We also visited the Uffizi Gallery, which houses more famous paintings and sculptures, from so many different artists, that I can not personally name them (or probably even recall, lol) all of them. It kind of reminded me of the Luvre, because it was so big, with so much to see and admire, that it could not be completely visited all in one day, and we had to try to see it in two and a half hours. My favorite room was that dedicated to Leonardo Da Vinci, however, all of the art work was so diverse and beautiful. I definitely learned a great deal about art, artists, and history during the tour of this gallery.

The rest of the weekend consisted of shopping in the Leather Market (I soon became addicted, which was very strange for me because people know that I am not a big shopper) but I really enjoyed it. I think it was because there were so many options, the items were unique, and you could barter (although I only succeeded a few times) with the people selling the goods. I think I went to the leather market every single day of the weekend, at least once. It was just too fun. I also went to what people call the “west side market” of Florence, because it reminds them of the West Side Market in Cleveland. It was so cool to go in! The people were so nice, the prices were cheap, and the food was amazing!!! I swear I just ate all weekend, non stop.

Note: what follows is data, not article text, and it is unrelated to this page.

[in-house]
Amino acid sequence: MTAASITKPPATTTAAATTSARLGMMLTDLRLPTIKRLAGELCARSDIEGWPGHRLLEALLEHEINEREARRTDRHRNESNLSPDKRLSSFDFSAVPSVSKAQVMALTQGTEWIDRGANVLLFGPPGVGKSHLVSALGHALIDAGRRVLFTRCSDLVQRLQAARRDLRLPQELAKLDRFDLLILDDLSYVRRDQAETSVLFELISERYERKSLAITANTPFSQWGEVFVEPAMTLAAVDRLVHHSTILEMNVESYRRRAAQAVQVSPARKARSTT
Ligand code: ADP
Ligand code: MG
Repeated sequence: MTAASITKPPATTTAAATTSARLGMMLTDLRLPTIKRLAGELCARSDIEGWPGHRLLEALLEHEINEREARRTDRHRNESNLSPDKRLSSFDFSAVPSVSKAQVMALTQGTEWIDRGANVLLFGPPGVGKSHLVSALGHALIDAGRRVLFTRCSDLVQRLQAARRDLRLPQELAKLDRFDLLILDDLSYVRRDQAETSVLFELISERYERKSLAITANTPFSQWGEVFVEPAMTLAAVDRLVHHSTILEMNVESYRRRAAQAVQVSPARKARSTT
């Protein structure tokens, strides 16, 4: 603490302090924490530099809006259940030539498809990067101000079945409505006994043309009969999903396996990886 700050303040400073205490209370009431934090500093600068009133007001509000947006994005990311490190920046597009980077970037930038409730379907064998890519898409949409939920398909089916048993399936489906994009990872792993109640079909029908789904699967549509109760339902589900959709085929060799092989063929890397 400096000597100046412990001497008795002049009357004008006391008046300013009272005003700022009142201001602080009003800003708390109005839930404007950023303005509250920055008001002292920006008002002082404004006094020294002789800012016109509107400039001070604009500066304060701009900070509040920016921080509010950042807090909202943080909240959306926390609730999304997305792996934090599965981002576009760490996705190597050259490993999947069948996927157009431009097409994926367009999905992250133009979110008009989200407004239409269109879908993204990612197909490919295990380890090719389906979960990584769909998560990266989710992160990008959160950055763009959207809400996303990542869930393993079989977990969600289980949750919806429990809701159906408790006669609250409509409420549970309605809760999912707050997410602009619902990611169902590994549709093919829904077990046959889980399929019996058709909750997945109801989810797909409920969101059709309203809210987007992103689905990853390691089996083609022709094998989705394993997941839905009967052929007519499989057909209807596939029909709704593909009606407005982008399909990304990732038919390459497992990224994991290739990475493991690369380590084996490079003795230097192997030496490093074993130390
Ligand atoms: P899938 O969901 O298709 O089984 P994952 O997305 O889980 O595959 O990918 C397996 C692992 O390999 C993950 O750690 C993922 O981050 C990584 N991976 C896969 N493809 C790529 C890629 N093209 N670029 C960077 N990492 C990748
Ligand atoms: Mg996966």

Speaking of food, I had the biggest and best meal of my life while in Florence at a restaurant owned by one of our program directors good friends. It consisted of four courses (breads, pastas and rice, meats, and dessert) plus three bottles of complimentary wine. I eagerly forced myself to eat every course, fell asleep that night in a food comatose, and when I woke up the next morning, I still felt full. But it was SO GOOD!!! The next time I am in Florence, I will definitely be going thereJ

On Sunday morning we went to Mass at the Duomo, which is the biggest church in Florence, that has a dome shaped roof (hence “Duomo”) and is the center of the city. If you are ever lost in Florence, look for the Duomo, and you can find your way back. The real name of the Duomo is the Basilica di Santa Maria del Fiore. In English this means, the Basilica of Saint Mary of the Flower. Everyone calls the Basilica the Duomo though because of its dome shaped roof. We had amazing seats in Mass, we were approximately 10 to 15 feet away from the altar. I am growing to enjoy Mass in Italian more and more. Although at times I get frustrated because I cannot understand the homily, and much of what else is being said, just being in Mass that is said in such a beautiful language, inside a beautiful Basilica, celebrating the beautiful Eucharist, is an experience of a life time everytime. I hope to never take it for granted.

We got back to Campus around 7:15pm on Sunday night, had a nice family dinner, and then ended the weekend exhausted in our beds. It was such an enjoyable time, and I fell in love with Florence. When I see you all in person in approximately one month, I will have even more amazing things to say about it. I miss you all and hope you are well! All of my love!

Ciao Bella!